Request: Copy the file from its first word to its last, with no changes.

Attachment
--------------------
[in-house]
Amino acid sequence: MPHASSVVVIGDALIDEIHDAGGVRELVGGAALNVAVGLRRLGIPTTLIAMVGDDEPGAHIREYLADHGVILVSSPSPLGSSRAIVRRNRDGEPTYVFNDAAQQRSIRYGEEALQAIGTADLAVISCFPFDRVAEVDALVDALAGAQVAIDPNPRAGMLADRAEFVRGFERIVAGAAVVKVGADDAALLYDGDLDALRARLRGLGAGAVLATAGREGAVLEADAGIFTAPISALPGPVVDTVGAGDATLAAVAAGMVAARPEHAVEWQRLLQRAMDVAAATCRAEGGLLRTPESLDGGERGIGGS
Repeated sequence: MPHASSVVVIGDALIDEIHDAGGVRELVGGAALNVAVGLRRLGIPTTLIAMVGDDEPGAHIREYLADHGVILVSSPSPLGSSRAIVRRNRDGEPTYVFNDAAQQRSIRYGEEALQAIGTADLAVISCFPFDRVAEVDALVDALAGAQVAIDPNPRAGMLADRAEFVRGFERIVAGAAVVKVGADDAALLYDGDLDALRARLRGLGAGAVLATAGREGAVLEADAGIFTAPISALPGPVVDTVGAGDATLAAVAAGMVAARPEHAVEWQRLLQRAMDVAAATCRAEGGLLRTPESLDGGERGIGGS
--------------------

[in-house]
Amino acid sequence: MPHASSVVVIGDALIDEIHDAGGVRELVGGAALNVAVGLRRLGIPTTLIAMVGDDEPGAHIREYLADHGVILVSSPSPLGSSRAIVRRNRDGEPTYVFNDAAQQRSIRYGEEALQAIGTADLAVISCFPFDRVAEVDALVDALAGAQVAIDPNPRAGMLADRAEFVRGFERIVAGAAVVKVGADDAALLYDGDLDALRARLRGLGAGAVLATAGREGAVLEADAGIFTAPISALPGPVVDTVGAGDATLAAVAAGMVAARPEHAVEWQRLLQRAMDVAAATCRAEGGLLRTPESLDGGERGIGGS
Repeated sequence: MPHASSVVVIGDALIDEIHDAGGVRELVGGAALNVAVGLRRLGIPTTLIAMVGDDEPGAHIREYLADHGVILVSSPSPLGSSRAIVRRNRDGEPTYVFNDAAQQRSIRYGEEALQAIGTADLAVISCFPFDRVAEVDALVDALAGAQVAIDPNPRAGMLADRAEFVRGFERIVAGAAVVKVGADDAALLYDGDLDALRARLRGLGAGAVLATAGREGAVLEADAGIFTAPISALPGPVVDTVGAGDATLAAVAAGMVAARPEHAVEWQRLLQRAMDVAAATCRAEGGLLRTPESLDGGERGIGGS